I remember the incident, and I remember the exact position they were in, but I couldn’t remember their names. And in 1995 we went down for the dedication of the, uh, Korean monuments in Washington, and I met somebody down there from Baker Company, and he, he was tel, telling us that he had lost a good friend on December 5, uh, by the name of Lucky.
Lucky Schaeffer, and it all came back. I remembered his name. I remember the other kid’s name was Walker and, uh, it’s, uh, and it’s, it’s still fresh as it was yesterday.
J: And then, uh, we continued. We went out on patrols and, uh, were, uh, uh, reconnaissance to find out where they were or see if we could make contact
with them and, uh, on December 24thwhich is Christmas Eve, uh, the North Koreans started shelling us and, uh, we ran into a bunker, uh. I came in and was a, a bunkmate with Carmel Wyatt, I sat on here and, uh, a good friend of, uh, mine who went to school with my brother-in-law up in Waterbury, Connecticut come in,
and he sat down on the box next to me. I told him come up here, uh, he sat there, and we had a young, a young Korean boy, a katusa, in my squad, second squad, and he was, uh, repairing his, uh, air mattress and, uh, he was standing in the doorway so that he could get light to see where the holes were, and, uh, wouldn’t you know it, uh, we got a direct hit, uh.
The fella next to me had over 50 pieces of shrapnel in his legs. The young Korean boy, uh, who was torn to pieces. I think he probably saved our lives and, uh, there was, uh, uh, one, the boy, the one Korean boy killed in action, and there was four of us wounded.
And, uh, I went back in the ambulance with, uh, my buddy from my squad from Waterbury, Connecticut and, uh, when I got there, uh, I wasn’t wounded that seriously enough to be evacuated, uh. They gave me a couple of shots and, uh, I, I returned, uh, to our lines, uh,
and, uh, after a couple of days, uh, I, I received a, uh, piece of shrapnel in the left eye and, uh,
I: I’m sorry. What?
J: In the left eye. There’s a piece of shrapnel in there.
J: Came in through the eyelid and, uh, it wasn’t serious enough. It, it, it scratched the cornea, and it’s embedded under the eye.
J: But the whole eyelid was split open
where it went in. And, uh, the eye closed and, uh, was almost like a, a black eye and, uh, uh, I also had some shrapnel in the back and was, uh, which, uh, was just pieces. It was no, you know, we, we just went back to work because there were so many people, uh, from our squad, uh, that were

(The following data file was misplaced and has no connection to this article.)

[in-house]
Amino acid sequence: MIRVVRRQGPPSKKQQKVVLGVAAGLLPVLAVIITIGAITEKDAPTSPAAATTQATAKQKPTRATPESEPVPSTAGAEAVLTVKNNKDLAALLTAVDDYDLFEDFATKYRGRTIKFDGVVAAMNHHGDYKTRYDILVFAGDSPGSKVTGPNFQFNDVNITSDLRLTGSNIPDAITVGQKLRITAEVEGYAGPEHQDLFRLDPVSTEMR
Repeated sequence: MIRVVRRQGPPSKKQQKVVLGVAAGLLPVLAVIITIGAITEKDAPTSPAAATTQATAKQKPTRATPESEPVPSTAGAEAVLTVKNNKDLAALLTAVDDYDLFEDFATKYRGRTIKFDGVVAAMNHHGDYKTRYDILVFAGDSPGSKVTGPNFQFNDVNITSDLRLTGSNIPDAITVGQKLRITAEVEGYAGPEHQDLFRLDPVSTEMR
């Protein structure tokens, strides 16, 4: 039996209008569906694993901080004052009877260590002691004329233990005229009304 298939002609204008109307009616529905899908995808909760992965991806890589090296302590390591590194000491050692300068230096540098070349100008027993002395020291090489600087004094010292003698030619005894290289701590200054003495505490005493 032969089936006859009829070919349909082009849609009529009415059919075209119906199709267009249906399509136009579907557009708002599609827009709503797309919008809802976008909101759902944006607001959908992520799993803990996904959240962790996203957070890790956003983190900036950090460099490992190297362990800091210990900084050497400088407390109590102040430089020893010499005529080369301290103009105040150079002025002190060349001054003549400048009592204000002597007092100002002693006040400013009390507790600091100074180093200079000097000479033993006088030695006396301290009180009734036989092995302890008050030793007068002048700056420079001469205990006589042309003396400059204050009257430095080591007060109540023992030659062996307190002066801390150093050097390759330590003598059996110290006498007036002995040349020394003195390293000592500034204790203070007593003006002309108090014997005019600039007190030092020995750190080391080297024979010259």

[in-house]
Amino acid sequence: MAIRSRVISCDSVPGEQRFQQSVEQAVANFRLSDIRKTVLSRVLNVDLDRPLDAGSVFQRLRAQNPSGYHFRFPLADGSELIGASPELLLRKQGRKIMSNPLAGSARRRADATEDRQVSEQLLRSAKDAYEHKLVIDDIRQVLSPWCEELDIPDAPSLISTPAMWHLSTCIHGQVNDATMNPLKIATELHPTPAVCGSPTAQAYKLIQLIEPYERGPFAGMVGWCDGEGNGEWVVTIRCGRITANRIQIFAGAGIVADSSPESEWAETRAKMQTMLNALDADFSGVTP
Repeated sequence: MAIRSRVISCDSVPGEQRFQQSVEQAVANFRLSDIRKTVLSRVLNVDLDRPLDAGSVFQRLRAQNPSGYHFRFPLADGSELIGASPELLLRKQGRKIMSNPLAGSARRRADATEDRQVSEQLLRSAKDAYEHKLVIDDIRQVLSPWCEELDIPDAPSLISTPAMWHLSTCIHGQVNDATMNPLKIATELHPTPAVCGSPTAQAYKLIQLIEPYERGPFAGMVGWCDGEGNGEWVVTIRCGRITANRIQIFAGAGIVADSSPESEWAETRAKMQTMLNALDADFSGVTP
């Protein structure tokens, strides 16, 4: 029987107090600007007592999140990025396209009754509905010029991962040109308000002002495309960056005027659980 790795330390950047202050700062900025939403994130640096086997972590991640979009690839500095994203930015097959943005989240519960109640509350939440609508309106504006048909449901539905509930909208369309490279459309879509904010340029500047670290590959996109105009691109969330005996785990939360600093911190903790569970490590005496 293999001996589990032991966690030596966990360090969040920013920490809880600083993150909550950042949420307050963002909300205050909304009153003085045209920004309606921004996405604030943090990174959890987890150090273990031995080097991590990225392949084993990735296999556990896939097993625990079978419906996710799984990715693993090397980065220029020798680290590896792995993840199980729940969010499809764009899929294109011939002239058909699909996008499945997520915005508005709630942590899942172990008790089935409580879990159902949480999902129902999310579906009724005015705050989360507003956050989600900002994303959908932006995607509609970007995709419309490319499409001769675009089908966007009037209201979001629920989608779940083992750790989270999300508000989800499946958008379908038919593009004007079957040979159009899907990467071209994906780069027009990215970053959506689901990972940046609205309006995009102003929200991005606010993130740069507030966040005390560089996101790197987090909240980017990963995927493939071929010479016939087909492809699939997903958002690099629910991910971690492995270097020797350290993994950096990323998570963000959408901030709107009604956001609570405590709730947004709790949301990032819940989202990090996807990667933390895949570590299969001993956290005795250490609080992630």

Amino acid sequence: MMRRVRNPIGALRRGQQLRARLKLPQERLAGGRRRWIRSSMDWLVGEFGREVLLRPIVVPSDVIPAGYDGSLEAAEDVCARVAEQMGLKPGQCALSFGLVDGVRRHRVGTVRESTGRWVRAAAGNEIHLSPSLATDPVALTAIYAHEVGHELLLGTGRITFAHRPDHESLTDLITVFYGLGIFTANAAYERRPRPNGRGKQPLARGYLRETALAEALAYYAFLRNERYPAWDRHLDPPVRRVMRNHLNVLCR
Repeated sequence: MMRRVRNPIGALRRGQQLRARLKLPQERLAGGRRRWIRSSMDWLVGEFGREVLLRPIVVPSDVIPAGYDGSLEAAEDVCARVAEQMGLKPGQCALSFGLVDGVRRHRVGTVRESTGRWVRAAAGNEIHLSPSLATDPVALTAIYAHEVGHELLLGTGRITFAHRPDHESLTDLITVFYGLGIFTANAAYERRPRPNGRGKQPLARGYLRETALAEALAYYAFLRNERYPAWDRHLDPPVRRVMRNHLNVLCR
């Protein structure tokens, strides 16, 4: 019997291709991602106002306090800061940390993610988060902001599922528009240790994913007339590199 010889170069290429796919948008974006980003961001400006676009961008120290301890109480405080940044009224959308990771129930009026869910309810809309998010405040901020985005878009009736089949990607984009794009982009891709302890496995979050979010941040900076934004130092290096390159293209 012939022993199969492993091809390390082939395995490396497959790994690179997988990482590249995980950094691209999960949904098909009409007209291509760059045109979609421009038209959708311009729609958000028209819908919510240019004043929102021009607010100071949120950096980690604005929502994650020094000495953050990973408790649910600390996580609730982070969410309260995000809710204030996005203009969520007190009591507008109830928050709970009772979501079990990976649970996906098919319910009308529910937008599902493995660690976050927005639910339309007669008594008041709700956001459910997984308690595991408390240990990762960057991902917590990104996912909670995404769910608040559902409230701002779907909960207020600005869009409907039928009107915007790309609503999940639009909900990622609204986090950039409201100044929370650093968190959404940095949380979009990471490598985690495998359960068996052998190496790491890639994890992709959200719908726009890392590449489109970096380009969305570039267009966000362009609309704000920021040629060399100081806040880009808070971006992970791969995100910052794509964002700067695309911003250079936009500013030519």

wounded and, uh, after that, we had some, uh, rest and recuperation and, uh, and, uh, at the end of January they returned us up, back up front to, uh, uh, Heartbreak Ridge and, uh, we stayed there for about 28 days. The, the
first hill we were on, we were up at 36 days without a shower. We had one change of clothes but, uh, when it was my turn to go down to take a shower the, the, uh, the machine was broke. So we never got to take a shower. We, we changed our clothes, our underwear and went back up and, uh, Heartbreak Ridge was very, uh, testy, uh. The, uh, mortars came in every, every
lunch time, uh, because the, uh, the GIs are known to take off their jackets and crawl once upon the top of the hill with the, uh, the, the white t-shirts and the, uh, the silver mess kits. So every, every, every, uh, lunch time, uh, there we saw foreman and the mortars and we learned that every 15 seconds you get up and run a little further up until you get back into your, your, your bunker.
I: Uh huh.
J: And, uh,
I: That’s horrible.
J: I got, got through that and then in, uh, I think it was May of ’53 our, our division was ordered to, uh, Jeju-do under the what they called K Comz. It’s the, um, uh, guards at a prisoner of war camp,
the Chinese Prisoner of War camp. I, I know today it’s a, uh, a luxury resort
J: but, uh, back end of 1953, it was a, a prisoner of war camp. Uh, we stayed there until, uh, oh, I guess about 73 days, uh. We were either at, a guard at the day, uh, the double barbed wire fence, uh, with no weapons, just the, uh, guard and,
standing and the stationary guard at, at that war up in the, uh, machine gun tower, uh. I, I had my first, uh, uh, acclimation to Mayday, uh, during the Chinese, uh, celebrated, uh, they let them, uh, build a boat, and they let them take it down to the ocean and, uh, uh, and sail it for a while, uh. But, uh, every, every other